Teenager Michael Brown was shot dead by a white police officer on Aug. 9, triggering violent protests that rocked Ferguson - a St. Louis suburb - and shone a global spotlight on the state of race relations in America.

"The excessive use of force by law enforcement officials against racial and ethnic minorities is an ongoing issue of concern and particularly in light of the shooting of Michael Brown," said Amir, an expert from Algeria.

"This is not an isolated event and illustrates a bigger problem in the United States, such as racial bias among law enforcement officials, the lack of proper implementation of rules and regulations governing the use of force, and the inadequacy of training of law enforcement officials."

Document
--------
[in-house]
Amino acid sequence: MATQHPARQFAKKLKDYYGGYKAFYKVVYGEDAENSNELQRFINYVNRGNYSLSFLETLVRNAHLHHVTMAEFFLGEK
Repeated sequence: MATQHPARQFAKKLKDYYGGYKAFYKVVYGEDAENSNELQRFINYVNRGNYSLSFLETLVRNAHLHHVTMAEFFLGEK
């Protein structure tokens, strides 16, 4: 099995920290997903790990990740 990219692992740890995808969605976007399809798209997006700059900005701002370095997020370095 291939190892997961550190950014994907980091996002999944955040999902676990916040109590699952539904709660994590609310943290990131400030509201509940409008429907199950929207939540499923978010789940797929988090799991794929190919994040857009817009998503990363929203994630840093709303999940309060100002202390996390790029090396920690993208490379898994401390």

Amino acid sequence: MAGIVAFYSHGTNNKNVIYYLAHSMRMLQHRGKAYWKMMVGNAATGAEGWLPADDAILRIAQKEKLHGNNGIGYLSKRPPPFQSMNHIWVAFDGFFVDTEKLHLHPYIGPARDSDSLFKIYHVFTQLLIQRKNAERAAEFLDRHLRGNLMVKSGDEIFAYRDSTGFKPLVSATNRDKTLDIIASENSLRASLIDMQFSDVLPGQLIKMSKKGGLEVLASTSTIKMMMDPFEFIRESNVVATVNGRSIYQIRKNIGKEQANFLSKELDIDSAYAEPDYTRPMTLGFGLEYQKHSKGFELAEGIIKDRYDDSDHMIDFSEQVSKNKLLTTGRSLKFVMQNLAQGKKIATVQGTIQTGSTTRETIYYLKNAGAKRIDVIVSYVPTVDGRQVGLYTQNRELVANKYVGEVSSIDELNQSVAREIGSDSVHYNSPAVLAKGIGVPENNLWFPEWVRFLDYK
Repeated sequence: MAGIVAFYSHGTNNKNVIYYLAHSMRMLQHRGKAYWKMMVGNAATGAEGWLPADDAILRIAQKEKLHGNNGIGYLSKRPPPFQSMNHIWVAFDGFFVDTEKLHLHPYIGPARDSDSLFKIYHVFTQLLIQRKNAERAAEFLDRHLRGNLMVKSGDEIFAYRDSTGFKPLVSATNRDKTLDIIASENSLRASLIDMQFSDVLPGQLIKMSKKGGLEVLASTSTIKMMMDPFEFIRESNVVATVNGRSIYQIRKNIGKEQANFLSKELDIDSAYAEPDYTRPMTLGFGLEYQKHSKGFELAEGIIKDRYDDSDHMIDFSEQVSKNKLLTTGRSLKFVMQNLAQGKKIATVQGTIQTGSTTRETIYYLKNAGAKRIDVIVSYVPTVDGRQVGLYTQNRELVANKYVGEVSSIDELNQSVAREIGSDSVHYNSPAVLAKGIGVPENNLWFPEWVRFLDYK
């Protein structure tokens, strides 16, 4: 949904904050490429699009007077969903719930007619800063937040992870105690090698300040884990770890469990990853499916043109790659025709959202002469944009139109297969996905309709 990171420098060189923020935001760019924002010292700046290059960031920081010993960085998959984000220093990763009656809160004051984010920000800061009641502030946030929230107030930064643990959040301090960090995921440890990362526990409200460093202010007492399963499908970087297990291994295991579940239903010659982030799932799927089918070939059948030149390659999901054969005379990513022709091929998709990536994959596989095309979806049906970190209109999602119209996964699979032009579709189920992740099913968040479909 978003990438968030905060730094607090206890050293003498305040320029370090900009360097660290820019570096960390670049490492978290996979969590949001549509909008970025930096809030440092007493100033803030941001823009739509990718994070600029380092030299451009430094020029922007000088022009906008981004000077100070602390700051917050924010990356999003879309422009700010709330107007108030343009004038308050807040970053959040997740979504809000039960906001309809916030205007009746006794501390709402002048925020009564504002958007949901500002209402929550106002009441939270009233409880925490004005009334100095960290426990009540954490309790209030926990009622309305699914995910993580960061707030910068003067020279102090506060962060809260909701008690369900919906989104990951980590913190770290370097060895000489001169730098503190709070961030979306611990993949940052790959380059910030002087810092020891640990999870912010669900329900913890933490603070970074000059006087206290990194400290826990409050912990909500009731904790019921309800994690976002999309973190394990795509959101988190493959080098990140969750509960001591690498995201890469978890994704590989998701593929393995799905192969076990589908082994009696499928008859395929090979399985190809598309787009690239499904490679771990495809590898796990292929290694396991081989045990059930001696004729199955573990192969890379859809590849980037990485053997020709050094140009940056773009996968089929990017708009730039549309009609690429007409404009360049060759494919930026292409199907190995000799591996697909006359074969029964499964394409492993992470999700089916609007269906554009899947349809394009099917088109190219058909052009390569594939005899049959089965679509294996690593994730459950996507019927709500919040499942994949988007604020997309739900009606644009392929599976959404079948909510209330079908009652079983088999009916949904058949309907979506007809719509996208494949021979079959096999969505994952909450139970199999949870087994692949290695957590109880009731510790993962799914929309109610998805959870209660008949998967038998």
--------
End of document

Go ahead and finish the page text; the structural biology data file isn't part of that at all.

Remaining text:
The panel of 18 independent experts grilled a senior U.S. delegation on Aug. 13 about what they said was persistent racial discrimination against African-Americans and other minorities, including within the criminal justice system.

U.S. Ambassador Keith Harper told the panel that his nation had made “great strides toward eliminating racial discrimination” but conceded that “we have much left to do”.

Ferguson Police Officer Darren Wilson, who shot Brown, has been put on paid leave and is in hiding. A St. Louis County grand jury has begun hearing evidence and the U.S. Justice Department has opened its own investigation.

Police have said Brown struggled with Wilson when shot. But some witnesses say Brown held up his hands and was surrendering when he was shot multiple times in the head and chest.

"STAND YOUR GROUND" LAWS